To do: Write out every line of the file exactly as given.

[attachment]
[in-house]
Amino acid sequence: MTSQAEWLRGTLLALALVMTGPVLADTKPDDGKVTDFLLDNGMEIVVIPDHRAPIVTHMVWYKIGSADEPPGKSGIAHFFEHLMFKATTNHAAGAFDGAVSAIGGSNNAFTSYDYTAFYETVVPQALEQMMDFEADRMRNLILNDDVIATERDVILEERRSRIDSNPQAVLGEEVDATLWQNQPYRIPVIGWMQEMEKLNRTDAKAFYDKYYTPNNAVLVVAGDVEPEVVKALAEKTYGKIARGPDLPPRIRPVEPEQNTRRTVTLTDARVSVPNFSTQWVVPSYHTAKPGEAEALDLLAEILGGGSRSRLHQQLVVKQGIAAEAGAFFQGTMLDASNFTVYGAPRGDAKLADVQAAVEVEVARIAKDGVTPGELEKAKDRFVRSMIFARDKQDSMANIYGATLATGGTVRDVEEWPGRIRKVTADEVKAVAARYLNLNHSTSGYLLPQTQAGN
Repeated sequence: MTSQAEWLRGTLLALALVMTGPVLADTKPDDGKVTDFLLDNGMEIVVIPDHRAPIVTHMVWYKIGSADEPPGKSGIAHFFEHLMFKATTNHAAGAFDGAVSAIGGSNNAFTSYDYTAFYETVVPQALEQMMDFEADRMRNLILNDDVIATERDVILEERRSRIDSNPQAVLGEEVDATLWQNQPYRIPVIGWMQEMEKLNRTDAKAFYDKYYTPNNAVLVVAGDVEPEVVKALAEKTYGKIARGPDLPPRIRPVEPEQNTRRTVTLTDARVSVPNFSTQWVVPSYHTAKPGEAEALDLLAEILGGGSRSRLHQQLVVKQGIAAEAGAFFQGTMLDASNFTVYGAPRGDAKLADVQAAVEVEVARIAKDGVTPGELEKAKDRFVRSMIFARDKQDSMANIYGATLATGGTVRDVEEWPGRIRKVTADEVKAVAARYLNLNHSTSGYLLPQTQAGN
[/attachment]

[in-house]
Amino acid sequence: MTSQAEWLRGTLLALALVMTGPVLADTKPDDGKVTDFLLDNGMEIVVIPDHRAPIVTHMVWYKIGSADEPPGKSGIAHFFEHLMFKATTNHAAGAFDGAVSAIGGSNNAFTSYDYTAFYETVVPQALEQMMDFEADRMRNLILNDDVIATERDVILEERRSRIDSNPQAVLGEEVDATLWQNQPYRIPVIGWMQEMEKLNRTDAKAFYDKYYTPNNAVLVVAGDVEPEVVKALAEKTYGKIARGPDLPPRIRPVEPEQNTRRTVTLTDARVSVPNFSTQWVVPSYHTAKPGEAEALDLLAEILGGGSRSRLHQQLVVKQGIAAEAGAFFQGTMLDASNFTVYGAPRGDAKLADVQAAVEVEVARIAKDGVTPGELEKAKDRFVRSMIFARDKQDSMANIYGATLATGGTVRDVEEWPGRIRKVTADEVKAVAARYLNLNHSTSGYLLPQTQAGN
Repeated sequence: MTSQAEWLRGTLLALALVMTGPVLADTKPDDGKVTDFLLDNGMEIVVIPDHRAPIVTHMVWYKIGSADEPPGKSGIAHFFEHLMFKATTNHAAGAFDGAVSAIGGSNNAFTSYDYTAFYETVVPQALEQMMDFEADRMRNLILNDDVIATERDVILEERRSRIDSNPQAVLGEEVDATLWQNQPYRIPVIGWMQEMEKLNRTDAKAFYDKYYTPNNAVLVVAGDVEPEVVKALAEKTYGKIARGPDLPPRIRPVEPEQNTRRTVTLTDARVSVPNFSTQWVVPSYHTAKPGEAEALDLLAEILGGGSRSRLHQQLVVKQGIAAEAGAFFQGTMLDASNFTVYGAPRGDAKLADVQAAVEVEVARIAKDGVTPGELEKAKDRFVRSMIFARDKQDSMANIYGATLATGGTVRDVEEWPGRIRKVTADEVKAVAARYLNLNHSTSGYLLPQTQAGN